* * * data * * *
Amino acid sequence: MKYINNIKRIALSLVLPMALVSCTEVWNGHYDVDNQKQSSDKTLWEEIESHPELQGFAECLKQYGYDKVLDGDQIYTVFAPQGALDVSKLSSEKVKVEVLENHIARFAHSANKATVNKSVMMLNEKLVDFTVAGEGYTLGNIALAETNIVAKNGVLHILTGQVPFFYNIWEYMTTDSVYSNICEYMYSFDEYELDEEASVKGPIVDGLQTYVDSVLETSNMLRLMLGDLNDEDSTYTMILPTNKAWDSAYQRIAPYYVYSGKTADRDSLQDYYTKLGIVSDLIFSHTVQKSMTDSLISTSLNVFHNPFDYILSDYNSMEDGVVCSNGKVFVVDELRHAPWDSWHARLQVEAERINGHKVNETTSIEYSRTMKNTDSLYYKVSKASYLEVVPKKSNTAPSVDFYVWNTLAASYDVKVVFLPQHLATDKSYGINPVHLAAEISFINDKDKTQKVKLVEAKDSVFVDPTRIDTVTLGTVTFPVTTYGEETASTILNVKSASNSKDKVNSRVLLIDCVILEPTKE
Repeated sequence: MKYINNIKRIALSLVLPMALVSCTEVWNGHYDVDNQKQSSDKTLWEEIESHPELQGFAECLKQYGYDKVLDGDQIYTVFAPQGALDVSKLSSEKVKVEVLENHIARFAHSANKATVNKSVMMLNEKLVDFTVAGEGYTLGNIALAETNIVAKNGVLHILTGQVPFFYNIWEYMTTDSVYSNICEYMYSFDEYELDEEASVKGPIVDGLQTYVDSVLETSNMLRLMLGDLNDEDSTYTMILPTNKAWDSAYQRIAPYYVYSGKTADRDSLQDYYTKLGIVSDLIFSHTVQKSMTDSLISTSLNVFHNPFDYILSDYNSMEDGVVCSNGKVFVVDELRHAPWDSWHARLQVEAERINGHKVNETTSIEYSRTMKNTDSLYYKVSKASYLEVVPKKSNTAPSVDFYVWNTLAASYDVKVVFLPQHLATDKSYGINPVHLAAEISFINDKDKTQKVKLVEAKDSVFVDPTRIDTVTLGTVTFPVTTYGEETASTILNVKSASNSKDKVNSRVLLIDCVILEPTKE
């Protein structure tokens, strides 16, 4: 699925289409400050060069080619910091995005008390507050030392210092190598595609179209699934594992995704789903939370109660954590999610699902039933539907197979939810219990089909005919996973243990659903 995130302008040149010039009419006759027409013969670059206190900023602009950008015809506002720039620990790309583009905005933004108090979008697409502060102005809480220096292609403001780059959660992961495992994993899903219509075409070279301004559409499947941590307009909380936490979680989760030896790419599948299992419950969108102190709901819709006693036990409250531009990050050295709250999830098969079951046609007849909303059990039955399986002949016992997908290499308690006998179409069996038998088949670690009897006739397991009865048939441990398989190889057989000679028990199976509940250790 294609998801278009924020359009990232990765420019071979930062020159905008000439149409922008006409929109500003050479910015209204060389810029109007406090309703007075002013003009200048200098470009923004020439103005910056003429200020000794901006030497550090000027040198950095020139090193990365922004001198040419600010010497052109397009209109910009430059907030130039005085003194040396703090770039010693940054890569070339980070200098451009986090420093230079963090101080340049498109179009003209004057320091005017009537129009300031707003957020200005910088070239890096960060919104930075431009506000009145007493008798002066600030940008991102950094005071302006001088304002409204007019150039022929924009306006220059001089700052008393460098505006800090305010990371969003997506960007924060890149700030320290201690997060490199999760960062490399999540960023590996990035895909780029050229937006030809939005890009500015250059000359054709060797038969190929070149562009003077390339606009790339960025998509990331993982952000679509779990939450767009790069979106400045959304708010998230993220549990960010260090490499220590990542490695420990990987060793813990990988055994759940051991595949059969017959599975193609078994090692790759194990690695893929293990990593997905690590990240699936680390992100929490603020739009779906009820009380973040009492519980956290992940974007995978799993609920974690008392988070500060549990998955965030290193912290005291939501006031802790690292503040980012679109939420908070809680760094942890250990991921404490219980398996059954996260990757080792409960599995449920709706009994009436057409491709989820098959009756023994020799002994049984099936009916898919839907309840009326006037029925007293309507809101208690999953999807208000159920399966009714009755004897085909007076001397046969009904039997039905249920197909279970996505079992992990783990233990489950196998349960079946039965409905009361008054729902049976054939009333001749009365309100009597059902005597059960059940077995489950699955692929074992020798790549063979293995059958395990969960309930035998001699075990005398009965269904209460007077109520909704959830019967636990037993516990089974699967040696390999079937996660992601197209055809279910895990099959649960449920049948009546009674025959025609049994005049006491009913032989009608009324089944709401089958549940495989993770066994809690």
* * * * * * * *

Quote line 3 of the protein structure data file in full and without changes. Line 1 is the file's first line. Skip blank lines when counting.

């Protein structure tokens, strides 16, 4: 699925289409400050060069080619910091995005008390507050030392210092190598595609179209699934594992995704789903939370109660954590999610699902039933539907197979939810219990089909005919996973243990659903 995130302008040149010039009419006759027409013969670059206190900023602009950008015809506002720039620990790309583009905005933004108090979008697409502060102005809480220096292609403001780059959660992961495992994993899903219509075409070279301004559409499947941590307009909380936490979680989760030896790419599948299992419950969108102190709901819709006693036990409250531009990050050295709250999830098969079951046609007849909303059990039955399986002949016992997908290499308690006998179409069996038998088949670690009897006739397991009865048939441990398989190889057989000679028990199976509940250790 294609998801278009924020359009990232990765420019071979930062020159905008000439149409922008006409929109500003050479910015209204060389810029109007406090309703007075002013003009200048200098470009923004020439103005910056003429200020000794901006030497550090000027040198950095020139090193990365922004001198040419600010010497052109397009209109910009430059907030130039005085003194040396703090770039010693940054890569070339980070200098451009986090420093230079963090101080340049498109179009003209004057320091005017009537129009300031707003957020200005910088070239890096960060919104930075431009506000009145007493008798002066600030940008991102950094005071302006001088304002409204007019150039022929924009306006220059001089700052008393460098505006800090305010990371969003997506960007924060890149700030320290201690997060490199999760960062490399999540960023590996990035895909780029050229937006030809939005890009500015250059000359054709060797038969190929070149562009003077390339606009790339960025998509990331993982952000679509779990939450767009790069979106400045959304708010998230993220549990960010260090490499220590990542490695420990990987060793813990990988055994759940051991595949059969017959599975193609078994090692790759194990690695893929293990990593997905690590990240699936680390992100929490603020739009779906009820009380973040009492519980956290992940974007995978799993609920974690008392988070500060549990998955965030290193912290005291939501006031802790690292503040980012679109939420908070809680760094942890250990991921404490219980398996059954996260990757080792409960599995449920709706009994009436057409491709989820098959009756023994020799002994049984099936009916898919839907309840009326006037029925007293309507809101208690999953999807208000159920399966009714009755004897085909007076001397046969009904039997039905249920197909279970996505079992992990783990233990489950196998349960079946039965409905009361008054729902049976054939009333001749009365309100009597059902005597059960059940077995489950699955692929074992020798790549063979293995059958395990969960309930035998001699075990005398009965269904209460007077109520909704959830019967636990037993516990089974699967040696390999079937996660992601197209055809279910895990099959649960449920049948009546009674025959025609049994005049006491009913032989009608009324089944709401089958549940495989993770066994809690």